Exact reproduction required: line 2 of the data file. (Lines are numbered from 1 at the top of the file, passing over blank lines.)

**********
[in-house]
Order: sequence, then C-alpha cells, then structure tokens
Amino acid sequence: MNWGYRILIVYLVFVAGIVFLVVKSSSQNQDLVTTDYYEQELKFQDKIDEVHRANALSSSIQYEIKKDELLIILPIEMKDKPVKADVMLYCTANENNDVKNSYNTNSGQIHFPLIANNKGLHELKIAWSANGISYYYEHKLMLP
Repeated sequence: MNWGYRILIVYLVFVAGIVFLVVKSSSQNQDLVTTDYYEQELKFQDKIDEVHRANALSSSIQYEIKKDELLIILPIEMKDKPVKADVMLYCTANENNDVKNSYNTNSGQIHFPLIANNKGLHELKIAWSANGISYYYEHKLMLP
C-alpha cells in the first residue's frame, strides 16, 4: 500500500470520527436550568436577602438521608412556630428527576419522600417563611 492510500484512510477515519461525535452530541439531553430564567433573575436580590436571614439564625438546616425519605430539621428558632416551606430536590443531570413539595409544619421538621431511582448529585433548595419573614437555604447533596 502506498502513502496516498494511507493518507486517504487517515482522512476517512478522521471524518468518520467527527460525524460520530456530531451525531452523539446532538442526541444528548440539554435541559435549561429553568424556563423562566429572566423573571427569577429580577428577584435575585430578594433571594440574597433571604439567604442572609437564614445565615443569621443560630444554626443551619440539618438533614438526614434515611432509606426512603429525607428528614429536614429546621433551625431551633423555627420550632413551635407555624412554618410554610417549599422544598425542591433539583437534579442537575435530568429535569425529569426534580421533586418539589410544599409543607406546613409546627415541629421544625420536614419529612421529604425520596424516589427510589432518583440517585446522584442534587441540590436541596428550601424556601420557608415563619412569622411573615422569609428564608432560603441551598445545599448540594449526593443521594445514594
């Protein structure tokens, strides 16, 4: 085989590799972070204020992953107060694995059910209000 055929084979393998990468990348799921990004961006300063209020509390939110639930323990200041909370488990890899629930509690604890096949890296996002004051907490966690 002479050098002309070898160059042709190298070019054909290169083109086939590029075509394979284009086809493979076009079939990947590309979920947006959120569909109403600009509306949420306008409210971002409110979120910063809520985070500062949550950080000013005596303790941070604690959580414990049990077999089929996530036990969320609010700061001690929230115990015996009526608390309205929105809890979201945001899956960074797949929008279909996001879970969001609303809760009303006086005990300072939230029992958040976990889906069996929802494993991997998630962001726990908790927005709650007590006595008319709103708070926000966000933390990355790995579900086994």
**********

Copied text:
Order: sequence, then C-alpha cells, then structure tokens